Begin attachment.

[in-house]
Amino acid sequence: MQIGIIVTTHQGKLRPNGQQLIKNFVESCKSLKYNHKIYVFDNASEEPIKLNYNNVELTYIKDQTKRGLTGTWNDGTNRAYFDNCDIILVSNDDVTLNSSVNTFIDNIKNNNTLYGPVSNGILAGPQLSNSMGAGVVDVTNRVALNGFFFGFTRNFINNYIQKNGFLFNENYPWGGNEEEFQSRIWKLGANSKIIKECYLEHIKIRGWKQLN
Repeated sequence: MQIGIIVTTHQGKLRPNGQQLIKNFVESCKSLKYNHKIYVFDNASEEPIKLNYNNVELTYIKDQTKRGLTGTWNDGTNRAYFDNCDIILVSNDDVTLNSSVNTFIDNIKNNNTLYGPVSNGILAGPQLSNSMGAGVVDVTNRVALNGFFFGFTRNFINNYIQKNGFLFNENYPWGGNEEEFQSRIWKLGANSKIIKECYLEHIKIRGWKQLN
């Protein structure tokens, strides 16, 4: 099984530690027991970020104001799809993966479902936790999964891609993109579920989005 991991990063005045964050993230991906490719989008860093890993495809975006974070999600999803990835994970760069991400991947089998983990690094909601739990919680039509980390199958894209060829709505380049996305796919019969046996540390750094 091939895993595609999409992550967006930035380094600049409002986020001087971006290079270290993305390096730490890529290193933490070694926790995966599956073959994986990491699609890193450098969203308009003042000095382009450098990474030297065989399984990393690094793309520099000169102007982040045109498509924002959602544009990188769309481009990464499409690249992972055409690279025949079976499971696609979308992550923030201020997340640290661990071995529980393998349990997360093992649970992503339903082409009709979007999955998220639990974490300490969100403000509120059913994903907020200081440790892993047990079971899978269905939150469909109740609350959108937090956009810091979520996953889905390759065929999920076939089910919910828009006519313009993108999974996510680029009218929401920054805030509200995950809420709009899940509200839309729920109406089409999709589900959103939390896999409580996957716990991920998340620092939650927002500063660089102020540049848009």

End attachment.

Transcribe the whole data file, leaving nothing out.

[in-house]
Amino acid sequence: MQIGIIVTTHQGKLRPNGQQLIKNFVESCKSLKYNHKIYVFDNASEEPIKLNYNNVELTYIKDQTKRGLTGTWNDGTNRAYFDNCDIILVSNDDVTLNSSVNTFIDNIKNNNTLYGPVSNGILAGPQLSNSMGAGVVDVTNRVALNGFFFGFTRNFINNYIQKNGFLFNENYPWGGNEEEFQSRIWKLGANSKIIKECYLEHIKIRGWKQLN
Repeated sequence: MQIGIIVTTHQGKLRPNGQQLIKNFVESCKSLKYNHKIYVFDNASEEPIKLNYNNVELTYIKDQTKRGLTGTWNDGTNRAYFDNCDIILVSNDDVTLNSSVNTFIDNIKNNNTLYGPVSNGILAGPQLSNSMGAGVVDVTNRVALNGFFFGFTRNFINNYIQKNGFLFNENYPWGGNEEEFQSRIWKLGANSKIIKECYLEHIKIRGWKQLN
């Protein structure tokens, strides 16, 4: 099984530690027991970020104001799809993966479902936790999964891609993109579920989005 991991990063005045964050993230991906490719989008860093890993495809975006974070999600999803990835994970760069991400991947089998983990690094909601739990919680039509980390199958894209060829709505380049996305796919019969046996540390750094 091939895993595609999409992550967006930035380094600049409002986020001087971006290079270290993305390096730490890529290193933490070694926790995966599956073959994986990491699609890193450098969203308009003042000095382009450098990474030297065989399984990393690094793309520099000169102007982040045109498509924002959602544009990188769309481009990464499409690249992972055409690279025949079976499971696609979308992550923030201020997340640290661990071995529980393998349990997360093992649970992503339903082409009709979007999955998220639990974490300490969100403000509120059913994903907020200081440790892993047990079971899978269905939150469909109740609350959108937090956009810091979520996953889905390759065929999920076939089910919910828009006519313009993108999974996510680029009218929401920054805030509200995950809420709009899940509200839309729920109406089409999709589900959103939390896999409580996957716990991920998340620092939650927002500063660089102020540049848009």